Lawmakers expected to vote on 'Religious Freedom' bill soon -

Missouri 'Religious Freedom' bill dies in House Committee

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JEFFERSON CITY, Mo. ( The proposed Missouri “religious freedom” legislation did not achieve enough votes to advance in a House Committee Wednesday.

Senate Joint Resolution 39 would allow some organizations and businesses the right to refuse services same-sex couples based on religious reasons.

In the House Emerging Issues Committee Wednesday, the measure did not obtain enough votes to pass. The final vote was 6-6, meaning the measure will not head to Missouri ballots.

House Minority Leader ake Hummel, a Democrat from the St. Louis area, said “The House Emerging Issues Committee is to be commended for declining to advance Senate Joint Resolution 39. I know this was difficult decision for many committee members and that pressure was intense from all sides. The ultimate issue here is whether our state constitution protects all Missourians or grants special rights to some to detriment of others. In the years to come, I am confident today’s action will be remembered as being on the right side of history.”

In response, Ryan Johnson, President of the Missouri Alliance for Freedom said, "This is the opening salvo in a long war. We are not finished. While today’s results are not optimal we are not going anywhere. Religious freedom is not negotiable. It is an integral part of the Constitution of the United States and we are not about to start picking and choosing which freedoms will be tolerated according to the false doctrine of political correctness. Religious people’s first freedoms deserve to be defended and we will continue working toward that end.”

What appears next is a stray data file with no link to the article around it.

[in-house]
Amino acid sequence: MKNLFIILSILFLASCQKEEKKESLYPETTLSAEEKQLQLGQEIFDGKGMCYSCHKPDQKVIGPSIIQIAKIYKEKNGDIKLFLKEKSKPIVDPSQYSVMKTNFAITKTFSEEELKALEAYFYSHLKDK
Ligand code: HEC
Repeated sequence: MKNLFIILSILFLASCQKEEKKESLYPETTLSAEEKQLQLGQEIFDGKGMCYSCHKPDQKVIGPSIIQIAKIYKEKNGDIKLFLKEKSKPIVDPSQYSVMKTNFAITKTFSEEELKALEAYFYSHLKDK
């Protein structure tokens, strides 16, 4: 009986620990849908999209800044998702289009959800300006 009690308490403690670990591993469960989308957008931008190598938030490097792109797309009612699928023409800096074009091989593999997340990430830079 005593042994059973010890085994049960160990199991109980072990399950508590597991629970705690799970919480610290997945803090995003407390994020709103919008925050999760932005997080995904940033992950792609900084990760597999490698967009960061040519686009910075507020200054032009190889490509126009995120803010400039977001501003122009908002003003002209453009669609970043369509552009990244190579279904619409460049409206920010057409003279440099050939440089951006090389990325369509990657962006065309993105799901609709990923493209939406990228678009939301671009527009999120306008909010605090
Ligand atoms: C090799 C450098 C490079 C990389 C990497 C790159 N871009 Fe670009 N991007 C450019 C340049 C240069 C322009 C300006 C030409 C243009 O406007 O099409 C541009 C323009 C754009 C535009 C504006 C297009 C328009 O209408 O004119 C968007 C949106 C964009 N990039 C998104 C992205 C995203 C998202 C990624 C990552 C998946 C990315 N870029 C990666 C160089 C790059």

Last Monday, The lawmaker behind the legislation, Republican Bob Onder, told News 4 the committee considering the measure was not ready to vote. On April 20, lawmakers postponed the vote, which was also fought with a filibuster that lasted nearly 40 hours in March. 

News 4’s Anthony Kiekow said he has spoken with his Democrat sources in Jefferson City who told him the Republicans are working behind the scenes to convince more lawmakers to support the measure.

Many state and local leaders think the proposed legislation could push companies and conventions away from Missouri.

The NCAA, AT&T, Express Scripts and MasterCard have all criticized the proposal. Some call the SJR 39 a license to discriminate and others say it allows people to stay true to their religious beliefs.

If the measure passes through the committee and house before Mary 13 it would be on a on a state ballot for voters.

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